The year was 1979, and I was hired as an apprentice writer on "Laverne & Shirley" in a program that Garry started to help young, aspiring writers. This alone would have put him in the "Good Guy Hall of Fame," as most TV executives couldn't care less about helping anyone starting out —but not Garry.
At a Friday night taping of "Laverne," he came up to me and in his distinctive, clipped Bronx accent said, "Bob ... the audience ... a little dead tonight ... Go ... talk." And as an afterthought, just before I stepped on stage, he called out, "BE FUNNY!"
Pressure? You bet.
The important credo that Garry had in all his shows (and I mean legendary shows like "Mork & Mindy," "The Odd Couple," "Happy Days") was this: Have a life lesson. Don't leave the audience unfulfilled after making them listen to you for the last 24 minutes.
If you look at any of the shows Garry made, you will see what he set out to accomplish, and you will see that he succeeded. He was a force who changed the course of television as we know it.
Another important lesson that Garry taught all his writers was a phrase that we all remember and (hopefully) abide by to this day: "Life is more important than show business."
If there's any business that needed such a lesson more than entertainment, I don't know what it is. Family and friends were the two guiding principles in Garry's huge circle of life. When I first started as a writer, I heard about the famous Saturday morning basketball games at Garry's house, which he held for his various friends in and out of the business. It became my goal to be asked to participate.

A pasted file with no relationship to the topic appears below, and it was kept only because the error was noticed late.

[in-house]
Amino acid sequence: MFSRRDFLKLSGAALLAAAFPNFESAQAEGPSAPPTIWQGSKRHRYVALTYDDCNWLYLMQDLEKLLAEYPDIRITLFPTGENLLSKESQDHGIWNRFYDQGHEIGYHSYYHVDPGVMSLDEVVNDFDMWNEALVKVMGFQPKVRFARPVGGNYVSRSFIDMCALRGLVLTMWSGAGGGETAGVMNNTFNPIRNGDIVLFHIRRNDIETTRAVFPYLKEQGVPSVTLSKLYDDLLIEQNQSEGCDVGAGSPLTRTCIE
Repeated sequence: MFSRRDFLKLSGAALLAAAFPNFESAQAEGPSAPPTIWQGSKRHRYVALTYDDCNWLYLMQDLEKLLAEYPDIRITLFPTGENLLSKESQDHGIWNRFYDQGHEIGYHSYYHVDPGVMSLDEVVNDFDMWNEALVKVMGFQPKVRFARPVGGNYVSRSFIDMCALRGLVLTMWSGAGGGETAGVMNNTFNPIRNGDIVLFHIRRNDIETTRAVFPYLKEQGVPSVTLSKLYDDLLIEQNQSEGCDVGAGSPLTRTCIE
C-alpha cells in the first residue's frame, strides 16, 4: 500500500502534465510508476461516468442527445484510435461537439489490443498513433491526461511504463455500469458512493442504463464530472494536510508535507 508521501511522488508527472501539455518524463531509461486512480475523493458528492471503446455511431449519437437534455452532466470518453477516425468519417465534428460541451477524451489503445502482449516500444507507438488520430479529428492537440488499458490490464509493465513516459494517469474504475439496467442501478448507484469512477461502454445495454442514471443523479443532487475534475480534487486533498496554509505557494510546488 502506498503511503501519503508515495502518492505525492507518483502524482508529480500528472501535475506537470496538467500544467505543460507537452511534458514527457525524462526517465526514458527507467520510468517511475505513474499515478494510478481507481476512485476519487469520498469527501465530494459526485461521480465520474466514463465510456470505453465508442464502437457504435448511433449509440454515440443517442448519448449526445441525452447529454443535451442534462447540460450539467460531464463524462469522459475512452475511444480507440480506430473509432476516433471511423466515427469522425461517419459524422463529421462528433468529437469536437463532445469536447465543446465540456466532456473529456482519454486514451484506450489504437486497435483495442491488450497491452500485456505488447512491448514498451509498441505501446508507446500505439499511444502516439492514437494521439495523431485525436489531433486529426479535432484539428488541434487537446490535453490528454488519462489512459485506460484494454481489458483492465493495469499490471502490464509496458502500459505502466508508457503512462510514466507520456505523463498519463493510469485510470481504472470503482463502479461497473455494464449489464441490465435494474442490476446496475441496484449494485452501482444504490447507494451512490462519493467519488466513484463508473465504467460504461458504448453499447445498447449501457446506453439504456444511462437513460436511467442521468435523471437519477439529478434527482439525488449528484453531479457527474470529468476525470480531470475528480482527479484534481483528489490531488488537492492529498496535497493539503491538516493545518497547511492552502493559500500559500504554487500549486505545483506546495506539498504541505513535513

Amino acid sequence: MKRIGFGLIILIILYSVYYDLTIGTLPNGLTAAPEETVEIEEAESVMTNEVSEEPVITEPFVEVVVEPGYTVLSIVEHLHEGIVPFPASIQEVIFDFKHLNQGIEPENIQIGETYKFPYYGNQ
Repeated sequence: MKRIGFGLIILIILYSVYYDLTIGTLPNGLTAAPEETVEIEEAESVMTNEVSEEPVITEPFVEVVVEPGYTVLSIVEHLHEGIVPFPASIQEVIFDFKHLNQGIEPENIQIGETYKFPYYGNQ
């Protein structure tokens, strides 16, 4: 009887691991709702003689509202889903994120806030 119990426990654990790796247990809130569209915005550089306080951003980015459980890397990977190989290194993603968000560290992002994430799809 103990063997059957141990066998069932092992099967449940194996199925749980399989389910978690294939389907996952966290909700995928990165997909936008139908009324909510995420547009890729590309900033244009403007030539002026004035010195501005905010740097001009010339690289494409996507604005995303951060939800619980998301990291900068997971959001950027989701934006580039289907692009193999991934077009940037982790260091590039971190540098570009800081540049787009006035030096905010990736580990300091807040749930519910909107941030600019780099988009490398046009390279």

It took over a year, but when I was finally asked, it was like I'd been invited to play for the Lakers. To top it off, Garry was as cordial and nice there as he was in the office.
Up until about six years ago, whenever I would see Garry, we would shake hands. I thought this was a little odd since I knew him for so long, cared about him, and owed so much to him. After that first night entertaining the audience on "Laverne," I worked as a warmup guy for 35 years. What didn't I owe Garry?
And so, finally, I gave him a hug.
He seemed taken aback until I told him how much he meant to me. I am so glad I did, because that is how we greeted each other every time from that point on.
Whenever a notable figure passes away, you always hear, "What a great guy," or "There was no one like him." There is usually some truth in it, but with the great Garry Marshall, it's all right there, perfectly preserved in syndication.
He was, plain and simple, the best.
Rest in Peace Garry, and thanks again.